It's fewer than 250 miles from the New York City apartment building where Sonia Sotomayor grew up to the Washington offices of the United States Supreme Court where she now works.
But if you asked her how she went from being a sick little girl whose father died when she was just 9 years old to being only the third woman and the first Hispanic person to serve on the nation's most important court, she wouldn't say she got there by car or by bus or by train.
She'd tell you she got there by hard work.
March is Women's History Month and Justice Sotomayor, who has just written "My Beloved World," a book about her life, agreed to talk to KidsPost readers about her story and what it's like to be a judge.
The justice greets visitors to her large, light-filled office in the Supreme Court building with a big smile, twinkling brown eyes and a booming voice. This is an office where some of the most serious work in the country gets done, so she has a sculpture of Abraham Lincoln near her desk to inspire her. But it's also the office of a woman who grew up reading Nancy Drew mysteries and who appeared on "Sesame Street" to talk about what a career is. So mixed in among all those serious law books on her shelves are stuffed dolls of Elmo and Big Bird and three books featuring the famous girl detective.
— — —
When she was just 7 years old, Justice Sotomayor was found to have diabetes, which meant she had to receive daily shots to handle the disease. She learned to give them to herself. Just a few years later, her father died, but she never let her difficult childhood discourage her.
"What I faced may seem significant to some kids, but so many kids experience even greater difficulties," she says. "Life can be hard, whether you lose a parent or lose a friend when you're young or you suffer diabetes or sometimes kids have cancer. Or sometimes you have a parent who can't be giving to you the way you would want. So many kids have these moments and sometimes it seems overwhelming . . . but it doesn't have to stop you from having a full, rich life. You just have to work to get past it."
And work she did. Justice Sotomayor remembers watching a television show called "Perry Mason" with her mother. In the show, the Perry Mason character was a lawyer and even though she was only 10, Justice Sotomayor thought she might like to become one when she grew up. So she "did activities in school that I thought were a bit like a lawyer so I could test it out," including public speaking and the debate club. Still, not all her teachers believed she could achieve her dream.
"My eighth-grade teacher wrote in my yearbook that I had the 'unusual desire' to be a lawyer. I think she was a little suspicious of my dream," Justice Sotomayor remembers with a laugh.
— — —
A lesson she learned as a young girl is one that she still uses today. "I know how to say, 'I don't know.' I think that one of the worst mistakes that not just kids but many adults make is being ashamed of admitting they don't know something."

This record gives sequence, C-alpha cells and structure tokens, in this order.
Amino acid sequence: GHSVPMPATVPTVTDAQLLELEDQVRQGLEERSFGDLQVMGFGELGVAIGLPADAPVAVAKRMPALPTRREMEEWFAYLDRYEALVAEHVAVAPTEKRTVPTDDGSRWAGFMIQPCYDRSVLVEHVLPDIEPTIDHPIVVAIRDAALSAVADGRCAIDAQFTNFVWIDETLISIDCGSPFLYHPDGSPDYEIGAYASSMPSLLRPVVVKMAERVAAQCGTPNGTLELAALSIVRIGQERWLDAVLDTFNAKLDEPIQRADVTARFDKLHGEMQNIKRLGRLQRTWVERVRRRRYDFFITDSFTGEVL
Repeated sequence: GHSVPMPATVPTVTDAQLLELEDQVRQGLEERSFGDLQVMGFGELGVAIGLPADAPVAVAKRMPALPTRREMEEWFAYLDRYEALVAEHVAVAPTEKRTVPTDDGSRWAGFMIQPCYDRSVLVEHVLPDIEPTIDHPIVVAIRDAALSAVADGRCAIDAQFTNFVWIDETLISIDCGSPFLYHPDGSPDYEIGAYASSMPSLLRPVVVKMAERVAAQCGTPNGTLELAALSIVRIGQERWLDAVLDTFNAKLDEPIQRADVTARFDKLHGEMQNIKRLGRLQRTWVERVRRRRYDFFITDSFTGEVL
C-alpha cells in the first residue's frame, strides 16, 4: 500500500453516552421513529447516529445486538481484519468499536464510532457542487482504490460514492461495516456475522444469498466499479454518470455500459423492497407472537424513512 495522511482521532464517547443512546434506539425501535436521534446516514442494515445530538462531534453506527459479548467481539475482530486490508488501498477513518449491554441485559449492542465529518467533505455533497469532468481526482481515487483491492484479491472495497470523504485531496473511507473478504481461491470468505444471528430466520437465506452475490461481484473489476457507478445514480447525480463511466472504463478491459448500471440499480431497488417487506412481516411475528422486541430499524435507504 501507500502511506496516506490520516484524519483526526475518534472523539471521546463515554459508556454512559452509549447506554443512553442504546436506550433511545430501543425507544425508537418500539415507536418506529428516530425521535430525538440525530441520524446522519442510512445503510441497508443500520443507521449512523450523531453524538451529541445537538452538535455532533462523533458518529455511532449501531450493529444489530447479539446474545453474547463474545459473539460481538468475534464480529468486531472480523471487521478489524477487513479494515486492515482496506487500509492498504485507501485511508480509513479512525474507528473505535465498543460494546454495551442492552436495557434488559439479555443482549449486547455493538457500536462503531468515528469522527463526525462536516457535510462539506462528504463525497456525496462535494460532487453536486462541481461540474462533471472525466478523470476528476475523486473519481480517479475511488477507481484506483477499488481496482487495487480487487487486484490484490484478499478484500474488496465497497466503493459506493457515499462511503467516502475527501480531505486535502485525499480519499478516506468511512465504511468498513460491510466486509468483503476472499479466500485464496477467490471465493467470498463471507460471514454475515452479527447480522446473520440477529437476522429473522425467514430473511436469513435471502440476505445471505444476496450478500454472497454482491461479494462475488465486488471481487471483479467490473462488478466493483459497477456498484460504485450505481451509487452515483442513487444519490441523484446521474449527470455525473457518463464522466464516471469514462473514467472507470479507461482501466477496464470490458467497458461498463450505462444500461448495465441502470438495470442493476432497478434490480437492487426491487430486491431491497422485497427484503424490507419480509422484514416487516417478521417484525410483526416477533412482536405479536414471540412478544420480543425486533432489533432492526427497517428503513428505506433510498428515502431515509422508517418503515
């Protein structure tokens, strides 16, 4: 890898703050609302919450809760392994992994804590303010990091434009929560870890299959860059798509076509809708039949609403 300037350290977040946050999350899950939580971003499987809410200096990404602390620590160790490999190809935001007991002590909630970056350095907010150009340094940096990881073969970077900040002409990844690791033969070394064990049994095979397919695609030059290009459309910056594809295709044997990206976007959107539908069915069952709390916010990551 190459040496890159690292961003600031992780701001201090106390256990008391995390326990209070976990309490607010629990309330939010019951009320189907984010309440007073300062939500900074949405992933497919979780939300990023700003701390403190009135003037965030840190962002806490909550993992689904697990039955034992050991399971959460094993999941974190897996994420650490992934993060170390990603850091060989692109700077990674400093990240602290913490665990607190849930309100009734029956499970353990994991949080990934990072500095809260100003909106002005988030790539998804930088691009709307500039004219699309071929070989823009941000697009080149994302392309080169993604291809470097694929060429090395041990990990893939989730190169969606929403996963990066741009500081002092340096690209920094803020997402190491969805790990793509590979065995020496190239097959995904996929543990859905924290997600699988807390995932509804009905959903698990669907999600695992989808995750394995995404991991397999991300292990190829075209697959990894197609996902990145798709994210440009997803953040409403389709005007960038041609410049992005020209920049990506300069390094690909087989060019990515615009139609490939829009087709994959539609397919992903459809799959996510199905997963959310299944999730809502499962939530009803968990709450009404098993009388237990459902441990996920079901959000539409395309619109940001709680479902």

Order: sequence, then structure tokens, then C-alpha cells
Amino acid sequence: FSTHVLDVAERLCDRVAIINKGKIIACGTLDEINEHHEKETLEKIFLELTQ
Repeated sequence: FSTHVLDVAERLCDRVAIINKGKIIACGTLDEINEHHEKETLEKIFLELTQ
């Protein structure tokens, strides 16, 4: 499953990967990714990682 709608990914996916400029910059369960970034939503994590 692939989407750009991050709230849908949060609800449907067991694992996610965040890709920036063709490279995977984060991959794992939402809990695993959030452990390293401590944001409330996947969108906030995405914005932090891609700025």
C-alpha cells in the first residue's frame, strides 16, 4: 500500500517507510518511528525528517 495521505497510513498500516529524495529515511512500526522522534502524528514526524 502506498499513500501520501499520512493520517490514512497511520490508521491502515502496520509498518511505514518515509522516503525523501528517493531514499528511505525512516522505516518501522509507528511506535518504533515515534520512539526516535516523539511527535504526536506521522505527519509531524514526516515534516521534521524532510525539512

Because her parents came from Puerto Rico and her father spoke no English, she grew up speaking Spanish at home and didn't truly get comfortable reading and writing English until she was in about the fifth grade. It was that year that she went to one of her classmates "and asked her, 'How do you study?' . . . Throughout my school days and now, even as a justice, if I don't know something, I ask."
— — —
Justice Sotomayor was a lawyer and judge until she was appointed to the Supreme Court by President Obama in 2009. There are nine justices on the Supreme Court, which has the final say on deciding how the laws of the land work. In history, just four women have been justices. The first was Sandra Day O'Connor, who retired in 2006. Justice Sotomayor serves with the two other women, Ruth Bader Ginsburg and Elena Kagan.
So what does a justice do all day?
It's a question that makes her laugh a deep, throaty laugh. "If I tell kids that, they'll think it's so booooring," she says drawing out the last word to about four syllables. "I read. I research. I write. I edit. It can be boring if you're not excited about what you do. But I'm studying and writing about the most important legal issues of our country. And so my studying and writing is exciting to me." She stops talking, as if not quite convinced that kids will find what she does interesting.
"But I also get to do things like throw out the first pitch at Yankee Stadium or even appear on 'Sesame Street' to talk about what being a judge is. So the fun parts of my job are really talking to people about what I do and the law and the Constitution, and all those things are exciting to me."
She is a long way from where she started out as a young girl, but as she chats with her assistants at the court, Justice Sonia Sotomayor, a woman who is making history, seems right at home.